In Alaska, sperm whale (Physeter macrocephalus) depredation on longline sets has increased since implementation of the Individual Fishing Quota programme in 1995. A collaborative effort (SEASWAP) between longliners, scientists, and managers has undertaken research to evaluate this depredation with a primary objective to develop and test a passive deterrent that would reduce depredation without reducing catch rate of sablefish (Anoplopoma fimbria). Commercial longliners, fishing for their own sablefish quotas during the regular season, deployed beaded gear (25 mm lucite beads attached to gangions) with control gear and set recorders to collect acoustic data. Beaded and control gear were randomly assigned by skate quad (672 hooks) with 5 quads in each longline set. Acoustic recorders were used to document sperm whale creak-pause events, representative of depredation of the longline gear. Although there were more sablefish per skate quad on the beaded gear and there was a decrease in depredation events on the beaded gear compared with the control, neither effect was significant (p = 0.205 and 0.364, respectively). The SEASWAP project is testing other deterrent strategies including gear modifications and the establishment of a sighting network to improve avoidance. © 2015 International Council for the Exploration of the Sea 2015. All rights reserved. For Permissions, please email: journals.permissions@oup.com.


Straley J.,University of Alaska Southeast | O'Connell V.,Sitka Sound Science Center | Liddle J.,University of Alaska Southeast | Thode A.,University of California | And 4 more authors.
ICES Journal of Marine Science | Year: 2015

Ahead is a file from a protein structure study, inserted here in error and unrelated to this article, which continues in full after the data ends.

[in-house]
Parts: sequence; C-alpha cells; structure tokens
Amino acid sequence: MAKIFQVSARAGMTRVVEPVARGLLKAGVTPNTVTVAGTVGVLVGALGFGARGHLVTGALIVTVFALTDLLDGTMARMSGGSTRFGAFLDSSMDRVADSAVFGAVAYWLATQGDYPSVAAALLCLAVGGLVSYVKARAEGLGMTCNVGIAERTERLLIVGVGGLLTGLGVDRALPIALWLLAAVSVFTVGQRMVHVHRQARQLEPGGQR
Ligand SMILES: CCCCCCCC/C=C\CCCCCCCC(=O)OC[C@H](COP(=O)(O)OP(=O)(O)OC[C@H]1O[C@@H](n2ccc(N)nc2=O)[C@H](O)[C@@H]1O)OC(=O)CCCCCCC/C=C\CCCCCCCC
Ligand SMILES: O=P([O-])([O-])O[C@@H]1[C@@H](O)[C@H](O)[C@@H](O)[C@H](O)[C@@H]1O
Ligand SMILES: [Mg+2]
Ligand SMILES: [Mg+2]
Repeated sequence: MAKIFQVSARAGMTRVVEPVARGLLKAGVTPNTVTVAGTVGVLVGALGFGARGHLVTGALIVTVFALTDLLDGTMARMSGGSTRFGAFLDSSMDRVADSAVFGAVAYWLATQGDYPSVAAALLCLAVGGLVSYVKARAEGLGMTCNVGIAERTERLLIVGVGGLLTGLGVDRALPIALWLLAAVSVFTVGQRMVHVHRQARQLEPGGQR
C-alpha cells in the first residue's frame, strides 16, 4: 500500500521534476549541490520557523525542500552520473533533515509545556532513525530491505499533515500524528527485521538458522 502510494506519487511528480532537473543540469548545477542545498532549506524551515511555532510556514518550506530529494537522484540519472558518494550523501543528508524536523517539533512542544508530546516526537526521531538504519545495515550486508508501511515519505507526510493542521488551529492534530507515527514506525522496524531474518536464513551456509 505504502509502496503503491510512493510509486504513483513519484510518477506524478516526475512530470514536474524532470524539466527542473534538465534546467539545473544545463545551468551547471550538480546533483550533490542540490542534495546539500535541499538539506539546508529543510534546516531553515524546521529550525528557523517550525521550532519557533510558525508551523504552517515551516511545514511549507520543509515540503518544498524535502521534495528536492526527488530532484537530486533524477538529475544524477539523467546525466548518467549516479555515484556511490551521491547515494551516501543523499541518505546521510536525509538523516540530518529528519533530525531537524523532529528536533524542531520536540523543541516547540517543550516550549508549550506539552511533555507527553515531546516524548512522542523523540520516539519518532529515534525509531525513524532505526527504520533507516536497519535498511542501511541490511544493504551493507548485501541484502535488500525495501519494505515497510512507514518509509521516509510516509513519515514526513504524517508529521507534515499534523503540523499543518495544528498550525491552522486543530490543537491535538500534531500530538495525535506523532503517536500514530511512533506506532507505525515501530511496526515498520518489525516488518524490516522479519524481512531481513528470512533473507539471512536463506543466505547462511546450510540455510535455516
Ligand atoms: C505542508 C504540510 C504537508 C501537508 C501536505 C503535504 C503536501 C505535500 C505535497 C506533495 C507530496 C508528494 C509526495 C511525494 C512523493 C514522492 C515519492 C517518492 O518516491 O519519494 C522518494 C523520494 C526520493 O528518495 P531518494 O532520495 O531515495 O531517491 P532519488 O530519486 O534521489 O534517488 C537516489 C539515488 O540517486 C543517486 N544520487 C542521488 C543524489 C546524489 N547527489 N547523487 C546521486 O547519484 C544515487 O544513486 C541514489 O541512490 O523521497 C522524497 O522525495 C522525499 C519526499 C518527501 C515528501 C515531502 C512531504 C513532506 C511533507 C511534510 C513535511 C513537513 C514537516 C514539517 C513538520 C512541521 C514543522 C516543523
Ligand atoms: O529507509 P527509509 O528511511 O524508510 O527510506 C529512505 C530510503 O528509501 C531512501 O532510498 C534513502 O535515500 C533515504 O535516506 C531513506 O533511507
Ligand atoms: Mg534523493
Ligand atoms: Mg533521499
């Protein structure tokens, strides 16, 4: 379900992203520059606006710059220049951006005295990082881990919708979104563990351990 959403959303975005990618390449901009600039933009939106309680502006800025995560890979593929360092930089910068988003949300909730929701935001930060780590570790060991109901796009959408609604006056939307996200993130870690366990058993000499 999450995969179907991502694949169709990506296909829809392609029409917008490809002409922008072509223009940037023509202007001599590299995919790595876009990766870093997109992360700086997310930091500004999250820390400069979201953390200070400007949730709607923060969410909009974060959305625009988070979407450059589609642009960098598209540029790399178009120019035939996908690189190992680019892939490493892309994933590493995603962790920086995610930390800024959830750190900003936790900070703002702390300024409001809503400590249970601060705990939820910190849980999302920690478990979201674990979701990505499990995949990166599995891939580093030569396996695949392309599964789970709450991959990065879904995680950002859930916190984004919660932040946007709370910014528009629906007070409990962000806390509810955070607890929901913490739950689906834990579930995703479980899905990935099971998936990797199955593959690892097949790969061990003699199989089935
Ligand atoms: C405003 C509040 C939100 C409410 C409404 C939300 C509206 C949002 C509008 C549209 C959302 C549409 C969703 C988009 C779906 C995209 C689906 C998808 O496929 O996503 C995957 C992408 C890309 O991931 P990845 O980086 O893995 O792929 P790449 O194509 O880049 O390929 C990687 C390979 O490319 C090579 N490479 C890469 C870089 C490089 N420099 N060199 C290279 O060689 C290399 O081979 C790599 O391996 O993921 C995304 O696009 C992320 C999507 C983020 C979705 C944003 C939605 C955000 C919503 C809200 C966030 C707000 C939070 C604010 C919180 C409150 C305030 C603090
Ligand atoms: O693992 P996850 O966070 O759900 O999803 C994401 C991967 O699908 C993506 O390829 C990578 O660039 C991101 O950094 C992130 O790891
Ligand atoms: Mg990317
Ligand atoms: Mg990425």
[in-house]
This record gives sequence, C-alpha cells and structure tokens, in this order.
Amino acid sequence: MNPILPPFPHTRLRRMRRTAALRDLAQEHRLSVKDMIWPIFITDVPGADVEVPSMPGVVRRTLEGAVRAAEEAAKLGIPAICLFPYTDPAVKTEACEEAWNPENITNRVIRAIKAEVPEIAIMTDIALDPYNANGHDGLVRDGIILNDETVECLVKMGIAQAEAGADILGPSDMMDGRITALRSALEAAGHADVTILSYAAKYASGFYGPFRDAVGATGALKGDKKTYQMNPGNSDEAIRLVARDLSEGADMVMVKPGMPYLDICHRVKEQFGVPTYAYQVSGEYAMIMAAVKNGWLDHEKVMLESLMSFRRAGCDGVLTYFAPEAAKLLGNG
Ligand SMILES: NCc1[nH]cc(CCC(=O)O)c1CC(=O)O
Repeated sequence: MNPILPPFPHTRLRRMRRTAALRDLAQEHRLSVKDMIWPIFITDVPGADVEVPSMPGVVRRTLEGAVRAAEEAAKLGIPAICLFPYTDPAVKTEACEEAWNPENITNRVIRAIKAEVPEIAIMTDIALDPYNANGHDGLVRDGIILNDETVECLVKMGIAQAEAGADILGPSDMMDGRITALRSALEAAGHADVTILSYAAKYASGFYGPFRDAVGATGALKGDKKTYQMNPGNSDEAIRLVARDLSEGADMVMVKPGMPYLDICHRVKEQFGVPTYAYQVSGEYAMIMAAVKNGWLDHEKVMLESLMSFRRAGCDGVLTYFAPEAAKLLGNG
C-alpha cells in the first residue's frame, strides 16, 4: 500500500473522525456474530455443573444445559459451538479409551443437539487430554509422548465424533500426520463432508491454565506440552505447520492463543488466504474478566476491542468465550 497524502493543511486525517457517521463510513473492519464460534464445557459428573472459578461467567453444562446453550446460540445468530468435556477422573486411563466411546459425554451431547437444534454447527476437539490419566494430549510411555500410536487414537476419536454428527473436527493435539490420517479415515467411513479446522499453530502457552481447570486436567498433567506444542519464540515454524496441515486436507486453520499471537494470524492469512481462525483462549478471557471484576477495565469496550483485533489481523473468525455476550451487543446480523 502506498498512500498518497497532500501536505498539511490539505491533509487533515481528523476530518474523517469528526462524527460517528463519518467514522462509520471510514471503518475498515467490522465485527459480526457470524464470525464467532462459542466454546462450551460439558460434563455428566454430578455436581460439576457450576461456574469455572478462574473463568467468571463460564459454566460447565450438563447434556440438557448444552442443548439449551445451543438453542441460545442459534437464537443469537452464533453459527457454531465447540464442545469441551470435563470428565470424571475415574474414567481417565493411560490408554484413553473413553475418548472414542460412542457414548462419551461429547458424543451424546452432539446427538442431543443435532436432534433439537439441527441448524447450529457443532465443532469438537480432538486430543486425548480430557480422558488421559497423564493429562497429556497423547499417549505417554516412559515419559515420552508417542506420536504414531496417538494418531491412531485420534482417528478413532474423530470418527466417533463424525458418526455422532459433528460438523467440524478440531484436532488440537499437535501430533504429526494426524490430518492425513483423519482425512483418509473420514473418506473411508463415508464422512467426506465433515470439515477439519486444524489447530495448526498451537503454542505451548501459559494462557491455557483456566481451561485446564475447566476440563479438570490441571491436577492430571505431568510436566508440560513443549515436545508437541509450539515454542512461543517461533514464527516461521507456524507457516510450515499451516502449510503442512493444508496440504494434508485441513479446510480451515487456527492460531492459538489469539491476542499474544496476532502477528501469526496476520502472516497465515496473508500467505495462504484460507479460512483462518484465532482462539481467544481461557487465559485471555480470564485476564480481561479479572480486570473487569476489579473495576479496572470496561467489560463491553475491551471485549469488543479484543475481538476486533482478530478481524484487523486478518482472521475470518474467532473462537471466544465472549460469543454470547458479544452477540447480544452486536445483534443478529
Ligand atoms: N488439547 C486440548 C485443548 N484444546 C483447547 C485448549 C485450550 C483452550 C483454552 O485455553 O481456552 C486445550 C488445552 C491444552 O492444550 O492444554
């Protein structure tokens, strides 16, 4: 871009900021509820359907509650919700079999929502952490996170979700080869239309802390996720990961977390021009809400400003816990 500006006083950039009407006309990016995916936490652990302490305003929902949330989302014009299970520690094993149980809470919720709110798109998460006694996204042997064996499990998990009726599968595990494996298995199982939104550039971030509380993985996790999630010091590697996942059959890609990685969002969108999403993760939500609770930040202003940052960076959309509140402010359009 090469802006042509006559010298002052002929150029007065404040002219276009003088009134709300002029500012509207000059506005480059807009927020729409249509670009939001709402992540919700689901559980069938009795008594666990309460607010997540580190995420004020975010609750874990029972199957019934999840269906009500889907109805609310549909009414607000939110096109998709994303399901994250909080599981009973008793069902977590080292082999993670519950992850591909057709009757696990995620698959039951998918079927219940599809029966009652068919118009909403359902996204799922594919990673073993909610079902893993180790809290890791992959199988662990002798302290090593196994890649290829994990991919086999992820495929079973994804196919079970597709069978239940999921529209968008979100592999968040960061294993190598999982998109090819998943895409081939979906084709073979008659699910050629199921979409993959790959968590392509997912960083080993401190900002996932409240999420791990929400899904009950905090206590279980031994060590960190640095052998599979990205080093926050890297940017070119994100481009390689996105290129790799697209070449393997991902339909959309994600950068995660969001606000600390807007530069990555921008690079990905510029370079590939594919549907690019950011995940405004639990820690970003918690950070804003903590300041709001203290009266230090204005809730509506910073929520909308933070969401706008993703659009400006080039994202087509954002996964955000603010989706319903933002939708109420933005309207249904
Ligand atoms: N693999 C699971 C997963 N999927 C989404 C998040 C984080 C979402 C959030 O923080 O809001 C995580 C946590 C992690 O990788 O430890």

In Alaskan waters, depredation on sablefish longline gear by sperm whales increases harvesting cost, negatively biases stock assessments, and presents a risk of entanglement for whales. The Southeast Alaska Sperm Whale Avoidance Project (SEASWAP), a collaborative effort involving industry, scientists, and managers, since 2003 has undertaken research to evaluate depredation with a goal of recommending measures to reduce interactions. Prior to 2003, little was known about sperm whale distribution and behaviour in the Gulf of Alaska (GOA). Although fishers were reporting increasing interactions, the level of depredation varied with no apparent predictor of occurrence across vessels. Between 2003 and 2007, fishers were provided with fishery logbooks and recorded information on whale behaviour, whale presence and absence, during the set, soak, and haul for 319 sets in the GOA. Data were evaluated for a vessel, area, and seasonal (month) effect in the presence and absence of sperm whales. Using catch per unit effort (cpue) as a metric, in kg/100 hooks, results indicated that depredation depended on both the vessel and the area. More whales associated with vessels from April to August. Sperm whales were also likely to be present when cpue was high, revealing that whales and fishers both knew the most productive fishing areas, but confounding the use of cpue as a metric for depredation. Using a Bayesian mark-recapture analysis and the sightings histories of photo-identified whales, an estimated N=135 (95% CI 124, 153) sperm whales were associating with vessels in 2014. A spatial model was fitted to 319 longline sets and quantified a 3% loss in cpue, comparable to other global studies on sperm whale depredation. Through all phases of SEASWAP, our understanding of depredation has gained significantly. This successful collaboration should be considered as a model to create partnerships and build collaborations between researchers and fisherpeople encountering marine mammal interactions with fishing gear. © 2015 International Council for the Exploration of the Sea 2015. All rights reserved. For Permissions, please email: journals.permissions@oup.com.